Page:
The second and larger issue is that we don’t have laws protecting the privacy of our data. We need regulations that keep up with changing technology. We need rules that favor citizens, not companies, and certainly not governements.
Bid for Access to Amazon Echo Audio in Murder Case Raises Privacy Concerns http://nyti.ms/2huPxwl
Whether it’s fake or false or even just a misleading headline, Facebook and other social media are bad news sources for people. Good for profit, but bad for people.
Facebook-as-news-source is inherently broken
Algorithms which select news you will ‘like’ are not the best sources for news.
If you are the kind of person who is inclined to like Donald Trump but also who is inclined to like the pope, the stories that you need to see are the psychologically difficult ones that pick at the tension between your identity as a Republican partisan and your identity as a Catholic.
A news diet overwhelmingly driven by shareability and algorithmic targeting is going to be profoundly misleading whether or not it contains fake news.
Facebook’s fake news problem is way bigger than fake news
The media problem is bigger than just fake news. ‘News’ is no longer always subject to journalistic standards, especially when breaking news spreads through social media. Without journalistic rigor info becomes news and the info may not be correct. Once it’s out there circulating and recirculating the typical reader/viewer’s ability to discern truth from falsehood plummets. Under these circumstances it doesn’t matter if the info was incorrect or if it was intentionally falsified.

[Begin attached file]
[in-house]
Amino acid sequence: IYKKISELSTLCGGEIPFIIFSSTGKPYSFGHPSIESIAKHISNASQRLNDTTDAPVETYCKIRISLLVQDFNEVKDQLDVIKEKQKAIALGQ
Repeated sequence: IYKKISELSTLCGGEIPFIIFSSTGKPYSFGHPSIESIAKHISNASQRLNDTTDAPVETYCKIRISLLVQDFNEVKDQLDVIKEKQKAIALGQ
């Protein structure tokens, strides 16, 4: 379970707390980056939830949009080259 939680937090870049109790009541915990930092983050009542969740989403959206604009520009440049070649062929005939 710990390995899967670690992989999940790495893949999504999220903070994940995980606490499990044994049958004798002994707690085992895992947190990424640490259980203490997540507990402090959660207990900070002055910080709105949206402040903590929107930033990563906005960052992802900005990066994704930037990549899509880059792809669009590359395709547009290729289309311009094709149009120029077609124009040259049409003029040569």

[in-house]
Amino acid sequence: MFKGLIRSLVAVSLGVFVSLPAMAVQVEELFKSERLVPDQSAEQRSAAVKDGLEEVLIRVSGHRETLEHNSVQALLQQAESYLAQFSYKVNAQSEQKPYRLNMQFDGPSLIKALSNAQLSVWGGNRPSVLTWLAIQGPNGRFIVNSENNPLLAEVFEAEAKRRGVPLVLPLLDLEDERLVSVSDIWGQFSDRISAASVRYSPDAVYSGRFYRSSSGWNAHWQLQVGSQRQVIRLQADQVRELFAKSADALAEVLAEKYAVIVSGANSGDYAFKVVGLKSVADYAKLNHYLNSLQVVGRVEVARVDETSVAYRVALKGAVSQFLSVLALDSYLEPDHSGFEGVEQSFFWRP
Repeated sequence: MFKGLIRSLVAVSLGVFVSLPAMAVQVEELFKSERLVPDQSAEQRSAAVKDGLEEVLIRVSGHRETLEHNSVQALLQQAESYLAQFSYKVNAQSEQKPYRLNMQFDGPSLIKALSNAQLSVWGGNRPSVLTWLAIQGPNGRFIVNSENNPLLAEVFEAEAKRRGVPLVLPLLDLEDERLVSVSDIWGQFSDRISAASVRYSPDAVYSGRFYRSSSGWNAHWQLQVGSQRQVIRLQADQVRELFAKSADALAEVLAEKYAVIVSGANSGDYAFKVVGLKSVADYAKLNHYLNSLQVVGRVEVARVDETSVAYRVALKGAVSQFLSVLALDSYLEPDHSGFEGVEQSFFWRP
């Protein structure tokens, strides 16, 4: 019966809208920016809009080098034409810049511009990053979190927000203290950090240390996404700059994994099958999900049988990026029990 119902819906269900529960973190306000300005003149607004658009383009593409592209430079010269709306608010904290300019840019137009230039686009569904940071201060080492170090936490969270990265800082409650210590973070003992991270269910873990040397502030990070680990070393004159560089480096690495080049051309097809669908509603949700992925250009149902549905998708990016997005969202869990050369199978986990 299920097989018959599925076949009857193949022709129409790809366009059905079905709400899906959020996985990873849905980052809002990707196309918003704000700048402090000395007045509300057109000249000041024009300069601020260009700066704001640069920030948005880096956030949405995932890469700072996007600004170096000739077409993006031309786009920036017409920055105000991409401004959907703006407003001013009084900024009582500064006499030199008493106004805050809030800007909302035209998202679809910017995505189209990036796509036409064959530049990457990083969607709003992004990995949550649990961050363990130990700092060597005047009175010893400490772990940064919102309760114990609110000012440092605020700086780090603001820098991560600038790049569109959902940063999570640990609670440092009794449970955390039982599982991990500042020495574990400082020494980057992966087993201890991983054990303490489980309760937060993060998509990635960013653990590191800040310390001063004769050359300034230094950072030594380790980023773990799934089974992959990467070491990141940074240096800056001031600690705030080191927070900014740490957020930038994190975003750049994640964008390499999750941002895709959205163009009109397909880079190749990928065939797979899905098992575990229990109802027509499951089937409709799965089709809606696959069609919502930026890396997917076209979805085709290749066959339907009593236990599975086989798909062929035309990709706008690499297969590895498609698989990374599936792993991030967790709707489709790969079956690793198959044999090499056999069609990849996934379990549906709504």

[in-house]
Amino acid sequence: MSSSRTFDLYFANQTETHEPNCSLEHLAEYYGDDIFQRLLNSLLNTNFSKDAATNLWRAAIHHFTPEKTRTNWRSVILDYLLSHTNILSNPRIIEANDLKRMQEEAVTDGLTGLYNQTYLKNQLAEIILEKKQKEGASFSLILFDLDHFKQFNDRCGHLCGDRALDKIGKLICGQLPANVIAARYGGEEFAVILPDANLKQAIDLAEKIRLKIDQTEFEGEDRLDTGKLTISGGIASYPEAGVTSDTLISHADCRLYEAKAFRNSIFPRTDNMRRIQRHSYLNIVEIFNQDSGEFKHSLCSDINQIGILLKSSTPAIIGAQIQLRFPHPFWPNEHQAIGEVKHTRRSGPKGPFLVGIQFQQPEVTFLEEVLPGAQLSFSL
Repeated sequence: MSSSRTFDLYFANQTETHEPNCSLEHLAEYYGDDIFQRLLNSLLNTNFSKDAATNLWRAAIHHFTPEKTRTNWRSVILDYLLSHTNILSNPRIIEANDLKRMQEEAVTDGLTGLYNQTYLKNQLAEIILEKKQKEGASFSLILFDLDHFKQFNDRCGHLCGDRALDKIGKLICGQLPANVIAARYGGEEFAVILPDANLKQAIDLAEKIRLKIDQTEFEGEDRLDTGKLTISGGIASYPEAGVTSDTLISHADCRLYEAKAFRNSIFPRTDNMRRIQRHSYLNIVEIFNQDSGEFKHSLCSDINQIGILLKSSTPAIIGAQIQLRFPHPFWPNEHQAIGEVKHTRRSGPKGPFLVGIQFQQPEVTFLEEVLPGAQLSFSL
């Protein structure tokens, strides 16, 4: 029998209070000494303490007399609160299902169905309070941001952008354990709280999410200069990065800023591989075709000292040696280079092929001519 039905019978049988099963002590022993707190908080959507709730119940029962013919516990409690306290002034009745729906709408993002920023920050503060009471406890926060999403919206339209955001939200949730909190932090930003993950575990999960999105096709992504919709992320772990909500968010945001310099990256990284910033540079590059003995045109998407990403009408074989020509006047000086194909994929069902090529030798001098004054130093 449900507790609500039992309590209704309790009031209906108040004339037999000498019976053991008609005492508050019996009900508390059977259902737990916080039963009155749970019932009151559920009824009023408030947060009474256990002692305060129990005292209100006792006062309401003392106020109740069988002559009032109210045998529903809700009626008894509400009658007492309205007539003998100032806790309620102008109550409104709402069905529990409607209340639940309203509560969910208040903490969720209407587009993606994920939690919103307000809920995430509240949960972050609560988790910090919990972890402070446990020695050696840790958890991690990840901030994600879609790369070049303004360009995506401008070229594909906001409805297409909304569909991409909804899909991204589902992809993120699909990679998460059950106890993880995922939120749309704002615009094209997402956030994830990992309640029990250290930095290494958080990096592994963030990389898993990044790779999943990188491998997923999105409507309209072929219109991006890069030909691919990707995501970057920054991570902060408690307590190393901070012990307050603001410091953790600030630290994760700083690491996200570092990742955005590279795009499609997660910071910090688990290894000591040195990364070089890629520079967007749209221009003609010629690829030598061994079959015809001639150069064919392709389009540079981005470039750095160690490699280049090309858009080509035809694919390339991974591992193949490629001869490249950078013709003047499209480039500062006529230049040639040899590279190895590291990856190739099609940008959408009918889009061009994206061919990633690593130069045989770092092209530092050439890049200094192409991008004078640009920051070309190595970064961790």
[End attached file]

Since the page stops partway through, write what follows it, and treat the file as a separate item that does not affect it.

At some point in the telephone chain, the story goes from accurate to inaccurate. And the method is the same as the fake news method — maximum outrage, maximum engagement, minimum concern for context and accuracy.
Facebook’s fake news problem is way bigger than fake news
Make a great no mistake we don’t need in vase privacy busting tools to keep the world a safe place. It already is safer than it ever has been and this trend predates even the Internet.
What we do need is a world in which private activities and communications are secure. We need people to feel comfortable saying and doing what they need to on their phones and the Web without fear that it will be used against them. This will have far greater benefit to mankind and the free world than spy tech that invades your phone ever could.
NSO can say they’re trying to make the world a safer place, but they are also making the world a more surveilled place.”
The cyberarms industry typified by the NSO Group operates in a legal gray area, and it is often left to the companies to decide how far they are willing to dig into a target’s personal life and what governments they will do business with.
The only solution against this onslaught of freedom killing software and the surveillance state is actually the government. People have to write laws that forbid this type of software and associated technologies. That won’t completely prevent this type of invasive snooping but it will limit it and give people recourse to fight companies that profit from stealing our personal and private info.
How Spy Tech Firms Let Governments See Everything on a Smartphone http://nyti.ms/2cfXAZy